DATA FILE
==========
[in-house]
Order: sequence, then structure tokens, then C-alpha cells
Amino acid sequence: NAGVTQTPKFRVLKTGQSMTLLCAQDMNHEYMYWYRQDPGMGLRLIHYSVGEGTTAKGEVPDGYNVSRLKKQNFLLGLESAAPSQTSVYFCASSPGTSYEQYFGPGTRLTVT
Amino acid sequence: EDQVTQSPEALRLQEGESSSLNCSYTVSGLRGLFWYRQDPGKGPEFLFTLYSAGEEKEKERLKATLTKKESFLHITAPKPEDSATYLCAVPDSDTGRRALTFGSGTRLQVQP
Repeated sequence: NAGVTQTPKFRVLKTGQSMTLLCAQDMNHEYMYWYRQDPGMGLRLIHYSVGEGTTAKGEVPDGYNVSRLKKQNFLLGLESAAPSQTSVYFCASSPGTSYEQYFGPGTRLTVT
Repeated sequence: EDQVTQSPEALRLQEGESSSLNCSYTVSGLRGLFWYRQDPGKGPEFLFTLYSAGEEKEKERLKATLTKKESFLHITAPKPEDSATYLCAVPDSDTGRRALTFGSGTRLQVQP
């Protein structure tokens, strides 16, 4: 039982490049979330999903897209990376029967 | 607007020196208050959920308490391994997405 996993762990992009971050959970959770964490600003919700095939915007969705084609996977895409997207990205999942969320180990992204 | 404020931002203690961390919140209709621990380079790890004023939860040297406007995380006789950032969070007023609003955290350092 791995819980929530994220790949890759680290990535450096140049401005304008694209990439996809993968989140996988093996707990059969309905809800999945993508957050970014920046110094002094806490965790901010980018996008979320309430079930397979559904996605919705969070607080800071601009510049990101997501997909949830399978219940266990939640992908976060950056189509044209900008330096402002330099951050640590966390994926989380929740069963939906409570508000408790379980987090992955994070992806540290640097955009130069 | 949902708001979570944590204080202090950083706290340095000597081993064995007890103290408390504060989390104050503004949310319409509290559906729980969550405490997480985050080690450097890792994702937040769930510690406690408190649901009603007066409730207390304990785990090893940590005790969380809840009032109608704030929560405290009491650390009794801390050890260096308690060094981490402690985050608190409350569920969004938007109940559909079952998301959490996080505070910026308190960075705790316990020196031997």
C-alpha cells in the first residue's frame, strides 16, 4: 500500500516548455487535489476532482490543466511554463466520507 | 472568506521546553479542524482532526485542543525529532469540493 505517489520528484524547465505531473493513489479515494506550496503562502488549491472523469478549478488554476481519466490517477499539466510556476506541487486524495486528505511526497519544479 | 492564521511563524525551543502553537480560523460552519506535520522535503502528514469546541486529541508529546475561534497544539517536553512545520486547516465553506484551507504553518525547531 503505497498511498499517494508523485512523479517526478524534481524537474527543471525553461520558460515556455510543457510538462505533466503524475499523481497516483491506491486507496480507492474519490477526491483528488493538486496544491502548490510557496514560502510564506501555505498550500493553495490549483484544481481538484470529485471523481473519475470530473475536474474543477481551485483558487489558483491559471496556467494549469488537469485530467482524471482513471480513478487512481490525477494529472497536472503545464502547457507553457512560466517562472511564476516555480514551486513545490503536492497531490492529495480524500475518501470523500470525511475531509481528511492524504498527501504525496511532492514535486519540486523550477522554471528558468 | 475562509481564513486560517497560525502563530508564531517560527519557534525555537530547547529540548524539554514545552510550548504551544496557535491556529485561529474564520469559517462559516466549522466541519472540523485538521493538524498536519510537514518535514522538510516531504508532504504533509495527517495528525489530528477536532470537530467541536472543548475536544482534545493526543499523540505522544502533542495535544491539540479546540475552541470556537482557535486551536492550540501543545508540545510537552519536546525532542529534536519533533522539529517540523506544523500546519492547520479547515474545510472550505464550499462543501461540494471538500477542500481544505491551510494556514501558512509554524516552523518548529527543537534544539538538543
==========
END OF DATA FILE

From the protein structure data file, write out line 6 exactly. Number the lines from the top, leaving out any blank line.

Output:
Repeated sequence: EDQVTQSPEALRLQEGESSSLNCSYTVSGLRGLFWYRQDPGKGPEFLFTLYSAGEEKEKERLKATLTKKESFLHITAPKPEDSATYLCAVPDSDTGRRALTFGSGTRLQVQP